Fast casual dining stocks have been one of the hottest sectors of the market throughout the past couple of years. With stocks like Chipotle Mexican Grill (NYSE: CMG) up 78% in 2013, and Noodles (NASDAQ: NDLS) soaring 139% following its IPO, it’s clear that investors have an appetite for fast food stocks.
Recently, a small sandwich shop named Potbelly (NASDAQ: PBPB) went public in a well-received IPO. Not surprisingly, the stock soared 120% during the first day of trading.
Potbelly restaurants standout because of a cozy ambiance, local musician performances and most importantly, high quality toasted gourmet subs. The attraction for investors is the big growth opportunity. With just 300 locations today, the potential for expansion is considerable.
Just consider Subway, with over 23,000 locations in the U.S. If Potbelly can convince just a small portion of customers to embrace its higher quality subs, it could eat a big chunk of Subway’s lunch. After all, a small Potbelly sandwich costs just $4.70, a bit less than Subway’s famed $5 foot long promotion. This also shows just how much room Potbelly has to raise prices and position itself as a premium alternative.
In a recent SEC filing, Potbelly called for 10% annual store growth for the foreseeable future. That expansion of new restaurants should keep Potbelly’s revenues growing in the double digits for at least the next three years.
Now trading at $30 per share, Potbelly is valued at $840 million. That values the company at roughly 3-times last year’s sales. For a business with as much room to grow, this seems cheap. For comparison, fast-casual leader Chipotle trades at 6-times last year’s sales.
I believe Chipotle is a great comparable for Potbelly’s for two reasons. First, Potbelly is reinventing a fast-food concept into something more modern and doing it with healthier and higher-quality food. Second, Potbelly already has excellent gross margins, and has lots of room to raise them going forward.
So, why does Potbelly trade at a deep discount to Chipotle? The answer is most likely Potbelly’s smaller margins. Although its operating margins are significantly lower than Chipotle’s, they are not an accurate reflection of where the company could be in a few years. During this phase of rapid expansion, Potbelly’s operating margins are pressured by new store openings.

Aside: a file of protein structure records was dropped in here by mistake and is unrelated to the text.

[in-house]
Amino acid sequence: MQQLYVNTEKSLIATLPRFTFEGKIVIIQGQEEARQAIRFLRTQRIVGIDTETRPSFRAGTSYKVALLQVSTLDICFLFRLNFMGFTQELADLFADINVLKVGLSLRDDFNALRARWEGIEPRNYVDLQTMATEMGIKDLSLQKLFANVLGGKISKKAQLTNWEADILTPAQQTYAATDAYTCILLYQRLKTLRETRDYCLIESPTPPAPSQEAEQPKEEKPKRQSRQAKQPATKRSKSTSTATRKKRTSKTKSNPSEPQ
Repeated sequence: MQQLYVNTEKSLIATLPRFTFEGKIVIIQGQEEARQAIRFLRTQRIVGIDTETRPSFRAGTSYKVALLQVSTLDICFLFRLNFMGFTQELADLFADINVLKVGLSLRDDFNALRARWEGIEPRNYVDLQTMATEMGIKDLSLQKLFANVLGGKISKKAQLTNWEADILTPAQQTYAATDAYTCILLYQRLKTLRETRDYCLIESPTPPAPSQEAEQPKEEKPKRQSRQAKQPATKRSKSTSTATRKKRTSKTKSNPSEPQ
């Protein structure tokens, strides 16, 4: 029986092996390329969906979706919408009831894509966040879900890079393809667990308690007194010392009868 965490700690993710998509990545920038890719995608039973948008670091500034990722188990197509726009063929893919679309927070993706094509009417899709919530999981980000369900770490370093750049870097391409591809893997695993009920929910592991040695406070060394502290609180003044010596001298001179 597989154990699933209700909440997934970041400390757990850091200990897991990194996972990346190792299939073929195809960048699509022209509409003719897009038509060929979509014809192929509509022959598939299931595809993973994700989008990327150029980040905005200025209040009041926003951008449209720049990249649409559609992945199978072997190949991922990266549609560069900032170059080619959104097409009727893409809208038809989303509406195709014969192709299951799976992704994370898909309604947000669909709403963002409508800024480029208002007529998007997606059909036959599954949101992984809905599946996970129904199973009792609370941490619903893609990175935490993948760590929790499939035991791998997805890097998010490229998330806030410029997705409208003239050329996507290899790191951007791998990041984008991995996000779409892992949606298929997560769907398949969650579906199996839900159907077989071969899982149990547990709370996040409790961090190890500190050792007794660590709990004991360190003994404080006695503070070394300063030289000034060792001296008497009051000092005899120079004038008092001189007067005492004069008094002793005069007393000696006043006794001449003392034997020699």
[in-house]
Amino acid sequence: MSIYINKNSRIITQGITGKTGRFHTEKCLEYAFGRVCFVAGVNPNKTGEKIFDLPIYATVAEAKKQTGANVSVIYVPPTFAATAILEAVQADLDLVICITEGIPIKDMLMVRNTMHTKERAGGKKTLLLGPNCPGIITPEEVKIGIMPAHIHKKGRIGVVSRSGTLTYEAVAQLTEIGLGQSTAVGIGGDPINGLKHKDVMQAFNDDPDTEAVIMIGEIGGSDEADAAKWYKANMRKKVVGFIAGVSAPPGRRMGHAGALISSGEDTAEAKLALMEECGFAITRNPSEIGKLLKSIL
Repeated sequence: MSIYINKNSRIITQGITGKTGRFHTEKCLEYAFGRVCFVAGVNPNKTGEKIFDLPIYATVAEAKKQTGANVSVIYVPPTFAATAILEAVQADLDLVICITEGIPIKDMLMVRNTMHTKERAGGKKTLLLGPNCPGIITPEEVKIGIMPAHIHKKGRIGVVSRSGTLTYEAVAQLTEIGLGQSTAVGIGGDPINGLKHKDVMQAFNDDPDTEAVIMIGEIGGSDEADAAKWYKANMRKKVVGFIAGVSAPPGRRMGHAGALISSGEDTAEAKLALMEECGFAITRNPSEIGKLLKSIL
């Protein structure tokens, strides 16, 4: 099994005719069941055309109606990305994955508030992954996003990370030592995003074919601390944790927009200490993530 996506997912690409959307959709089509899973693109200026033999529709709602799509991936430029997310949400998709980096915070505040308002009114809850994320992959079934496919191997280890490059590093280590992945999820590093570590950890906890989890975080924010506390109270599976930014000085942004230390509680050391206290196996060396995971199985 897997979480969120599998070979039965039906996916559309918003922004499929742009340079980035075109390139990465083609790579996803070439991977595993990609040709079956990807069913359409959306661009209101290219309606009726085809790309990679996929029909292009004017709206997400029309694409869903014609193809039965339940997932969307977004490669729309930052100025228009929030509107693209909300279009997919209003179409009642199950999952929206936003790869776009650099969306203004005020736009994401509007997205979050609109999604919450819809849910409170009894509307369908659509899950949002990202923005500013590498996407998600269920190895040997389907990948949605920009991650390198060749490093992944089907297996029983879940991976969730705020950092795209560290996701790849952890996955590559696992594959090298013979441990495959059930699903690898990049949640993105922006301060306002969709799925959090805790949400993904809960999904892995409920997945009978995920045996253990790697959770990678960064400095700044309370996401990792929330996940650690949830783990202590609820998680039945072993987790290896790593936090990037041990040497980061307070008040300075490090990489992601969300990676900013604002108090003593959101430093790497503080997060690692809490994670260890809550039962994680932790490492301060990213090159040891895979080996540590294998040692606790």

Because Potbelly is rapidly expanding and opening tons of new stores, its P/E multiple is inflated. This is misleading because Potbelly’s earnings are bogged down by temporary costs to spur growth, and thus don’t accurately display the company’s true earning potential.
This anticipated operating margin expansion is actually already unfolding. In the first half of 2013, Potbelly increased its net income by 26% to $4.9 million. That increase was considerably higher than revenue growth of 15%.
If Potbelly grew to just 10% the size of Subway, it would have 2,300 restaurants. Armed with $105 million in cash from its recent IPO, Potbelly’s will be accelerating store openings.
It’s just a matter of time before investors wake up to this opportunity. Given Potbelly’s cheap valuation, it appears the rapid growth has yet to be priced in.
Potbelly is a long-term growth story in its early stages. The sandwich market in the U.S. is big enough to accommodate the growth of Potbelly’s to more than 2,000 stores – or a 10x increase. This long runway for growth gives Potbelly the potential to grow very quickly in the years ahead.
Disclosure: Galileo Russell owns shares of Potbelly (NASDAQ: PBPB).